March Against Monsanto: GMO protests in 436 cities worldwide (images)

Previous
Next
  • Protesters march against Monsanto in Asheville, North Carolina, on Saturday, May 25, 2013. (Photo by Todd DeFeo) Protesters march against Monsanto in Asheville, North Carolina, on Saturday, May 25, 2013. (Photo by Todd DeFeo)
  • Protesters march against Monsanto in Asheville, North Carolina, on Saturday, May 25, 2013. (Photo by Todd DeFeo) Protesters march against Monsanto in Asheville, North Carolina, on Saturday, May 25, 2013. (Photo by Todd DeFeo)
  • Protesters march against Monsanto in Asheville, North Carolina, on Saturday, May 25, 2013. (Photo by Todd DeFeo) Protesters march against Monsanto in Asheville, North Carolina, on Saturday, May 25, 2013. (Photo by Todd DeFeo)
  • March Against Monsanto  Waikaki   / MAM Facebook March Against Monsanto Waikaki / MAM Facebook
  • March on Monsanto Salt Lake City  / MOM Facbook Page March on Monsanto Salt Lake City / MOM Facbook Page
  • March on Monsanto New Zealand  / MOM Facbook Page March on Monsanto New Zealand / MOM Facbook Page
  • March on Monsanto  Nashville / MOM Facbook Page March on Monsanto Nashville / MOM Facbook Page
  • March on Monsanto Philly   / MOM Facbook Page March on Monsanto Philly / MOM Facbook Page
  • March on Monsanto Stockholm / MOM Facbook Page March on Monsanto Stockholm / MOM Facbook Page
  • March on Monsanto South Africa  / MOM Facbook Page March on Monsanto South Africa / MOM Facbook Page
  • March on Monsanto Seattle  / MOM Facbook Page March on Monsanto Seattle / MOM Facbook Page
  • March on Monsanto  San Francisco / MOM Facbook Page March on Monsanto San Francisco / MOM Facbook Page
  • March on Monsanto San Diego  / MOM Facbook Page March on Monsanto San Diego / MOM Facbook Page
  • March on Monsanto New York City  / MOM Facbook Page March on Monsanto New York City / MOM Facbook Page
  • March on Monsanto Melbourne   / MOM Facbook Page March on Monsanto Melbourne / MOM Facbook Page
  • March on Monsanto Japan  / MOM Facbook Page March on Monsanto Japan / MOM Facbook Page
  • March on Monsanto Greenville, SC  / MOM Facbook Page March on Monsanto Greenville, SC / MOM Facbook Page
  • March on Monsanto Greece  / MOM Facbook Page March on Monsanto Greece / MOM Facbook Page
  • March on Monsanto Greece  / MOM Facbook Page March on Monsanto Greece / MOM Facbook Page
  • March on Monsanto Greece  / MOM Facbook Page March on Monsanto Greece / MOM Facbook Page
  • March on Monsanto  Eureka CA / MOM Facbook Page March on Monsanto Eureka CA / MOM Facbook Page
  • March on Monsanto California   / MOM Facbook Page March on Monsanto California / MOM Facbook Page
  • March on Monsanto Bulgaria  / MOM Facbook Page March on Monsanto Bulgaria / MOM Facbook Page
  • March on Monsanto Austin, TX  / MOM Facbook Page March on Monsanto Austin, TX / MOM Facbook Page
  • March on Monsanto Australia  / MOM Facbook Page March on Monsanto Australia / MOM Facbook Page
  • People carry signs during a protest against Monsanto in Montpelier, Vt. on Saturday, May 25, 2013. Marches and rallies against seed giant Monsanto were held across the U.S. and in dozens of other countries Saturday. Protesters say they want to call attention to the dangers posed by genetically modified food and the food giants that produce it. Monsanto Co., based in St. Louis, said Saturday its seeds improve agriculture by helping farmers produce more from their land while conserving resources such as water and energy. (AP Photo/Mark Collier) People carry signs during a protest against Monsanto in Montpelier, Vt. on Saturday, May 25, 2013. Marches and rallies against seed giant Monsanto were held across the U.S. and in dozens of other countries Saturday. Protesters say they want to call attention to the dangers posed by genetically modified food and the food giants that produce it. Monsanto Co., based in St. Louis, said Saturday its seeds improve agriculture by helping farmers produce more from their land while conserving resources such as water and energy. (AP Photo/Mark Collier) Photo by: Mark Collier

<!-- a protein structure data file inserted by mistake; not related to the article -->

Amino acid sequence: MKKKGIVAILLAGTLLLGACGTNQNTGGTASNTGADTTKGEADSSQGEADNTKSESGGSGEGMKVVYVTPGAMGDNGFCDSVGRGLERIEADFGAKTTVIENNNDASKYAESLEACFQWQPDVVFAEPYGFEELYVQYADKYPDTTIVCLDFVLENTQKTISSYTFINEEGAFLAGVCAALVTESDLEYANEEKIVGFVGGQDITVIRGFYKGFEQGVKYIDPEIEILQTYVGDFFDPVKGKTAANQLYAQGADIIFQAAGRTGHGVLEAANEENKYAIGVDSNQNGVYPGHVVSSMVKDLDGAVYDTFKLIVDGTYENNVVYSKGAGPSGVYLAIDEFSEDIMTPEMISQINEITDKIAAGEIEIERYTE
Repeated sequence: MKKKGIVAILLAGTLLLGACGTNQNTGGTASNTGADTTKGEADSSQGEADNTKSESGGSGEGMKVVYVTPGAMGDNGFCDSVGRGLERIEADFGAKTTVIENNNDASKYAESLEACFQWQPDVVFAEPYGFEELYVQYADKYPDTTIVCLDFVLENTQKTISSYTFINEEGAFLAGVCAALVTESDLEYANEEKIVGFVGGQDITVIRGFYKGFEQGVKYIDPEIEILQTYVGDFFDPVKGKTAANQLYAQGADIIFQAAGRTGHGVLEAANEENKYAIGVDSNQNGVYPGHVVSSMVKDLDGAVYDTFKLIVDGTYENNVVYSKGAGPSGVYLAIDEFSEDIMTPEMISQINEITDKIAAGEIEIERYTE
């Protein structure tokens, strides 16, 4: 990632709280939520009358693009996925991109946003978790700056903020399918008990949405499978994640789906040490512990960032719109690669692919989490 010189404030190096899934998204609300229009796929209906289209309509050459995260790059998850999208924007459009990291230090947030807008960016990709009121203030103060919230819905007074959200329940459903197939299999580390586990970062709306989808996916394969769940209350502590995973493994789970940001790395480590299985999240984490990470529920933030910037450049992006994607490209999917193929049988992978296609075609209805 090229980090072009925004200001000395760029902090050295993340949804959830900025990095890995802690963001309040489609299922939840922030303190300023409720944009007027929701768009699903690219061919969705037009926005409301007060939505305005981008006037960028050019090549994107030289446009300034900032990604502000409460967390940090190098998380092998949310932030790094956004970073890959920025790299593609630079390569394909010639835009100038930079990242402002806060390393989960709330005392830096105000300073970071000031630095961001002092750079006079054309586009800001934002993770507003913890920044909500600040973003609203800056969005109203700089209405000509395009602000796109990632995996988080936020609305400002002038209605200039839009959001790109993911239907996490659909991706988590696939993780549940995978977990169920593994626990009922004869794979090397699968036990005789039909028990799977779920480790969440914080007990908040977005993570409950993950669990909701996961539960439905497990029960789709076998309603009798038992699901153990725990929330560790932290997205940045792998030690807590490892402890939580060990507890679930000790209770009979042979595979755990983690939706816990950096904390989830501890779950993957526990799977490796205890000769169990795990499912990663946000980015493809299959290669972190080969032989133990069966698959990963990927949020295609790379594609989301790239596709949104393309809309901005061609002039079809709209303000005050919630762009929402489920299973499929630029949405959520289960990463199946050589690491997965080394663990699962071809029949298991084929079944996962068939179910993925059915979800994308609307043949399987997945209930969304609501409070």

• People chant and carry signs during a protest against Monsanto in front of the capitol building in Montpelier, Vt. on Saturday, May 25, 2013. Marches and rallies against seed giant Monsanto were held across the U.S. and in dozens of other countries Saturday. Protesters say they want to call attention to the dangers posed by genetically modified food and the food giants that produce it. Monsanto Co., based in St. Louis, said Saturday its seeds improve agriculture by helping farmers produce more from their land while conserving resources such as water and energy. (AP Photo/Mark Collier) People chant and carry signs during a protest against Monsanto in front of the capitol building in Montpelier, Vt. on Saturday, May 25, 2013. Marches and rallies against seed giant Monsanto were held across the U.S. and in dozens of other countries Saturday. Protesters say they want to call attention to the dangers posed by genetically modified food and the food giants that produce it. Monsanto Co., based in St. Louis, said Saturday its seeds improve agriculture by helping farmers produce more from their land while conserving resources such as water and energy. (AP Photo/Mark Collier) Photo by: Mark Collier